GOP race for Kansas AG focuses on fighting Biden, not crime
TOPEKA, Kan. (AP) — The last time a Republican primary for Kansas attorney general was competitive, candidates argued over criminal sentencing laws and crowded prisons. That was 20 years ago.
This year’s competitive primary race is focusing on fighting Democratic President Joe Biden’s agenda and has almost nothing to do with fighting crime.
The attorney general is often described as the state’s top law enforcement official: He or she oversees the Kansas Bureau of Investigation, helps county prosecutors with tough cases and pushes anti-crime initiatives. The AG also represents Kansas in civil cases, defends state laws in court and fights consumer fraud.
But in recent years state attorneys general have built political brands by filing lawsuits against the other party’s administration in Washington. Republican candidates for AG are campaigning against Biden, especially his vaccine mandates aimed at fighting the spread of COVID-19 — a public health question that traditionally would have been outside an attorney general’s area of concern.
“People are just clamoring for somebody to push back on all of this,” said Kris Van Meteren, owner of a Kansas City-area direct mail firm that works with Republicans. “And they’re looking to their state leaders, in particular the attorney general.”
Former Secretary of State Kris Kobach, a nationally known polarizing conservative, is attempting a comeback after losing the general election for governor in 2018 and a U.S. Senate primary in 2020. He faces Kansas Senate Judiciary Committee Chair Kellie Warren, who argues that she’s more likely than Kobach to win lawsuits against the Biden administration, and Tony Mattivi, a retired veteran federal prosecutor who says his legal chops make him the best anti-Biden champion.
Three-term Republican Attorney General Derek Schmidt is running for governor. Like other GOP attorneys general, he’s joined federal lawsuits challenging a host of Biden policies. Their Democratic counterparts used the same tactic against President Donald Trump’s administration.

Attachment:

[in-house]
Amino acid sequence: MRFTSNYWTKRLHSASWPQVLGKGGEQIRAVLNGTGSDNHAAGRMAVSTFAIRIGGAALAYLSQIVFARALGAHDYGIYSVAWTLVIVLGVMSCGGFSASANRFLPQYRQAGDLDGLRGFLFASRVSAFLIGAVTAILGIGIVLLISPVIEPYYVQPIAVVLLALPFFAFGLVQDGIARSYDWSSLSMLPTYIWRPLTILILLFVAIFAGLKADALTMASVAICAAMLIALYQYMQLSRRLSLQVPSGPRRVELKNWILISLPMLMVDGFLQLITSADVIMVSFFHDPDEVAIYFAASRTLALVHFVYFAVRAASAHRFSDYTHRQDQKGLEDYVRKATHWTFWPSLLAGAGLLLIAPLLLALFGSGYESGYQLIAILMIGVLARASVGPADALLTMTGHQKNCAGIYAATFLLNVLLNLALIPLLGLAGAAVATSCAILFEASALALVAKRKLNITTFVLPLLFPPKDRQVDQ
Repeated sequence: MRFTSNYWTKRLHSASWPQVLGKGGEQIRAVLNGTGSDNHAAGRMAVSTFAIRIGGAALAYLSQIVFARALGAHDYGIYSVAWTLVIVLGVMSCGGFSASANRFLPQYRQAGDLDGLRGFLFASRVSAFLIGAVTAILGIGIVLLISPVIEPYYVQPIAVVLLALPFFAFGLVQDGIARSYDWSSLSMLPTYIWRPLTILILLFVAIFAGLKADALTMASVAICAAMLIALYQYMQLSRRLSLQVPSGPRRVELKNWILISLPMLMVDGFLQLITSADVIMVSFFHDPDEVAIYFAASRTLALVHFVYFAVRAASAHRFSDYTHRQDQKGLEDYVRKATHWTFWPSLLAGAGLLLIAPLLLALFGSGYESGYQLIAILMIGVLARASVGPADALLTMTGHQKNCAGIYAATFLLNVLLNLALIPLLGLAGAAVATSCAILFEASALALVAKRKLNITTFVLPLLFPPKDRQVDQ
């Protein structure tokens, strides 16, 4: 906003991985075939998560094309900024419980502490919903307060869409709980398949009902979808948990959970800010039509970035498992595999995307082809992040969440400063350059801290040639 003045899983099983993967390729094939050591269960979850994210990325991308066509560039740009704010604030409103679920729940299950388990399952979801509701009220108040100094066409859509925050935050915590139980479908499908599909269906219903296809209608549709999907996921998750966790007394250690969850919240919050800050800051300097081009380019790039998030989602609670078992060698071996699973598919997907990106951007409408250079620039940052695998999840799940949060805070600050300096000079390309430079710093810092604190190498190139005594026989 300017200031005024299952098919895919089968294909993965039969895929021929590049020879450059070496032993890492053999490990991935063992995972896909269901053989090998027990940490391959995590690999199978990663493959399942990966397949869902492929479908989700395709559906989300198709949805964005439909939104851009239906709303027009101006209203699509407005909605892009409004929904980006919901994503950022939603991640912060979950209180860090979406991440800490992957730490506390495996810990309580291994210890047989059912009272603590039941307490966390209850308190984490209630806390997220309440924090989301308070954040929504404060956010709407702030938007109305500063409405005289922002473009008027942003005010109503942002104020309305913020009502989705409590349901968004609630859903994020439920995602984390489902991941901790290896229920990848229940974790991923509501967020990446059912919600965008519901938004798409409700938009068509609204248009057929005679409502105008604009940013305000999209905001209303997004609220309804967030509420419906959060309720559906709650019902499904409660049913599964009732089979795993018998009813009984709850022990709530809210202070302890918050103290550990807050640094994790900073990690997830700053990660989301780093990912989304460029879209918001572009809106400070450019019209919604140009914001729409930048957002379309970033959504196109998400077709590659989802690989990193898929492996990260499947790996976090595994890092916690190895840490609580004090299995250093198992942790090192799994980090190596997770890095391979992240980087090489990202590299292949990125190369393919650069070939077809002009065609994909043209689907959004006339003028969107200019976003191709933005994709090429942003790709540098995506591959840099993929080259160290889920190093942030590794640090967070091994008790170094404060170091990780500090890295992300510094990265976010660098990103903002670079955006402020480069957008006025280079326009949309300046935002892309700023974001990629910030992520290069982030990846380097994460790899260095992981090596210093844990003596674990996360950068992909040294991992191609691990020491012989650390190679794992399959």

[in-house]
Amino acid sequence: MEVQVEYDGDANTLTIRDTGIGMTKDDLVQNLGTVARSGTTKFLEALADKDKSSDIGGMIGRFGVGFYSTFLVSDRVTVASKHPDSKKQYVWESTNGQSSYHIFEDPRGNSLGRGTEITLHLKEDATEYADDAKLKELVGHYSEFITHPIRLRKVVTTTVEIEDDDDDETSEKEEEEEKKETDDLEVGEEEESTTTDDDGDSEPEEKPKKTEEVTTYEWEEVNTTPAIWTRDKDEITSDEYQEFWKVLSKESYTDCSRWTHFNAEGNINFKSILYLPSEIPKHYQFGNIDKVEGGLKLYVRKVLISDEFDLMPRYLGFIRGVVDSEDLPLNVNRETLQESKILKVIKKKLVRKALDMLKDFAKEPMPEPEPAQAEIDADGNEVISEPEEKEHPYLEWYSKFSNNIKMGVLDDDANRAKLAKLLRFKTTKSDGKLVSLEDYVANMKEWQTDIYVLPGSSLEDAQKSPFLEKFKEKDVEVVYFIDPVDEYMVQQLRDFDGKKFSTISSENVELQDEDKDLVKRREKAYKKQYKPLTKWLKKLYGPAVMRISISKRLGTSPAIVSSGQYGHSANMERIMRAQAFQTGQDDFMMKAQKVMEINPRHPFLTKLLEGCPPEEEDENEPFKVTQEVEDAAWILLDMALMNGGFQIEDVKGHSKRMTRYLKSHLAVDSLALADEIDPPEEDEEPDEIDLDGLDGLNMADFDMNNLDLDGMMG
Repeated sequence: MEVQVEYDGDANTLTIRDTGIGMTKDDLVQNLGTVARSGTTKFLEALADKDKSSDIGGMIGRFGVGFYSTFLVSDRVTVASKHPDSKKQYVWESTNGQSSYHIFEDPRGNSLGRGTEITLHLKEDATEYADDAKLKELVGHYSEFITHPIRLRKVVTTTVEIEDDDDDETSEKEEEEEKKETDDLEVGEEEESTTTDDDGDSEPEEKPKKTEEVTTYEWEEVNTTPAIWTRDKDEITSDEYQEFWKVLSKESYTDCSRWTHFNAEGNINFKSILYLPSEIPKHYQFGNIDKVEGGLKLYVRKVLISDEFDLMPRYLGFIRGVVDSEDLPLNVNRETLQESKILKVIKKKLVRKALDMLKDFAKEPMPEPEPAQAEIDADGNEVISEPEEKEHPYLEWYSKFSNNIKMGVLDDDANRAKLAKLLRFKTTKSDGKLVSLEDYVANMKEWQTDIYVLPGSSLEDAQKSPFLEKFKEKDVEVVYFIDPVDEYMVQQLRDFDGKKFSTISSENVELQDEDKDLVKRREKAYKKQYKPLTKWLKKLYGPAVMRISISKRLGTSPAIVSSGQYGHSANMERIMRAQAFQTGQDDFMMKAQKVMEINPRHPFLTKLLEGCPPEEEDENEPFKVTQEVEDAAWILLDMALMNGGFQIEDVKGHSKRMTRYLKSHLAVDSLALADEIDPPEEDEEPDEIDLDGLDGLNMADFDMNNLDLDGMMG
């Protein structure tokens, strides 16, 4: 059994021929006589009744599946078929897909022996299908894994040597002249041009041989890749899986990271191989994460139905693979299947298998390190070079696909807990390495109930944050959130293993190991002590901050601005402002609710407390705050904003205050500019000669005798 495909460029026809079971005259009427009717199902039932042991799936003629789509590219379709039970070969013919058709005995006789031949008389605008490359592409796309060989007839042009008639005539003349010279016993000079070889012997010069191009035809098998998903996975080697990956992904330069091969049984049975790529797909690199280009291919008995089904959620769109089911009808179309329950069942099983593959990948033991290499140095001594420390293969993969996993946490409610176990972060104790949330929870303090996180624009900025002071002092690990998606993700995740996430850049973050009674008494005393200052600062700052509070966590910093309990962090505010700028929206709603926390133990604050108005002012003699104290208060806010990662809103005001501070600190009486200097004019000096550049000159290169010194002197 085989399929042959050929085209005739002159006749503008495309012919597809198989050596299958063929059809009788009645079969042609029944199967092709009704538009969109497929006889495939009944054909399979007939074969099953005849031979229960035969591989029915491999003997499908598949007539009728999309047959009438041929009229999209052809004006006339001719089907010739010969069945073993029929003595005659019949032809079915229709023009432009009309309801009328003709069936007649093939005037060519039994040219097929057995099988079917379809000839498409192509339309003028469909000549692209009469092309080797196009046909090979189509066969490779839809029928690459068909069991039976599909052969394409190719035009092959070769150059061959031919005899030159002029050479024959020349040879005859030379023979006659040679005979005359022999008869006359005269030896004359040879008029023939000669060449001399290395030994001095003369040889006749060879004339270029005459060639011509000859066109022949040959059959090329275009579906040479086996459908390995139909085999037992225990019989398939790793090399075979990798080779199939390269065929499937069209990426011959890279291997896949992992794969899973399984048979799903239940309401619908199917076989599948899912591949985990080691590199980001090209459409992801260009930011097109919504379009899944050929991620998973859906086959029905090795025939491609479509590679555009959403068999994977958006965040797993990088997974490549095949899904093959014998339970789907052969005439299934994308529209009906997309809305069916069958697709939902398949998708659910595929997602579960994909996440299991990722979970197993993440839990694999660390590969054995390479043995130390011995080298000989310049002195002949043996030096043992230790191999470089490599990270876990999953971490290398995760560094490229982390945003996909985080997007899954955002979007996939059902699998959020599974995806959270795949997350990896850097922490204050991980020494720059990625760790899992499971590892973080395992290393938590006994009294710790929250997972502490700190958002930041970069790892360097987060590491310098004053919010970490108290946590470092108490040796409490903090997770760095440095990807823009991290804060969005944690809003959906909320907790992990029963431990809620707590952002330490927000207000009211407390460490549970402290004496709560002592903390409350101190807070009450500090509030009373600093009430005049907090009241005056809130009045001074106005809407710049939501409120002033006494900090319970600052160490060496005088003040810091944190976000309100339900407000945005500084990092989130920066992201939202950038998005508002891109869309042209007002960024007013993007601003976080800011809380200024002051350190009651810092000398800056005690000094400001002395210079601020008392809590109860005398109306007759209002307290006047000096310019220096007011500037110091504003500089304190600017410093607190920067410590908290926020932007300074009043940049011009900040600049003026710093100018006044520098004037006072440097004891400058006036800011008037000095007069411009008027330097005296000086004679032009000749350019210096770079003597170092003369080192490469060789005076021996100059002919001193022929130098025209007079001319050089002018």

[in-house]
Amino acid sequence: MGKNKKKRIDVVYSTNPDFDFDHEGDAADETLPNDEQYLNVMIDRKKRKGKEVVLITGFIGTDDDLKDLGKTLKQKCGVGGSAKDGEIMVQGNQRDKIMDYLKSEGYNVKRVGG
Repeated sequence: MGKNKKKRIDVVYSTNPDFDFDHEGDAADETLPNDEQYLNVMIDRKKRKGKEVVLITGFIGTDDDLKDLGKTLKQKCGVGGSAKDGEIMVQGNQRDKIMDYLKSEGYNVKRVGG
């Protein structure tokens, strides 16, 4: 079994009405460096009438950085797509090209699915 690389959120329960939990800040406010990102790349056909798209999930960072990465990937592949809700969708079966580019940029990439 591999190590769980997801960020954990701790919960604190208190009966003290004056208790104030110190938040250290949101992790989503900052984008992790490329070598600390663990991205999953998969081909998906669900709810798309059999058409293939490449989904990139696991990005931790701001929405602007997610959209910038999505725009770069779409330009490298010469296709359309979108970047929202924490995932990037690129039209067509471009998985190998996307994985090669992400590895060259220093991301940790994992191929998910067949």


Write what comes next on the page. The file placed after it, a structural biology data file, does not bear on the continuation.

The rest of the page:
Warren raised the most money from donors last year, $278,000. Kobach raised $225,000 and loaned his campaign $200,000 in December, while Mattivi, new to electoral politics and launching his campaign most recently, took in almost $136,000.
While Mattivi spent most of his career as a prosecutor, he emphasizes combatting “government overreach” on his campaign website.
“The next attorney general is going to have to push back against this administration through litigation,” Mattivi said during an interview. “You want an attorney general who can do that effectively, an attorney general who walks into the courtroom having earned the respect of the judges, an attorney general who has lived and breathed complex litigation for a couple of decades.”
Mattivi worked as a paramedic in Denver and for the Shawnee County district attorney’s office before becoming a federal prosecutor in Kansas.
Mattivi for a time prosecuted the still-pending case against the alleged mastermind of the attack on the U.S.S. Cole in Yemen in 2000. In 2007, he spent six months in Iraq, assisting with war crimes trials of officials from dictator Saddam Hussein’s regime.
Having retired as a prosecutor, he’s a vice president and attorney for a health care services company.
Kobach argues that if Republican voters want an attorney general who will sue the Biden administration, he’s already done it. He is representing North Dakota business owners challenging one of Biden’s vaccine mandates and Texas sheriffs challenging Biden immigration policies.
“The most important thing at this time is protecting our Constitution and protecting the people of Kansas in their in their rights against the federal government,” he said.
Kobach is a former law professor who had already built a career by advising state and local officials on enacting tough immigration policies before serving eight years as Kansas secretary of state, starting in 2011.
But Kobach’s take-no-prisoners style makes him a polarizing figure. And Kansas must pay more than $1.4 million to cover the fees of attorneys who successfully challenged a state law Kobach championed to require new voters to show proof of their U.S. citizenship when registering.
Warren argues that while Republicans want a conservative attorney general who will challenge the Biden administration, they also are seeking “a proven fighter who can win” — a pointed jab at Kobach.
Warren has served in the Legislature since 2018 and was highly visible last year in debates over the state’s COVID-19 response. She said voters can trust her because “I can put myself out there in the court of public opinion,” and service in the Legislature will make her effective in getting policy enacted.
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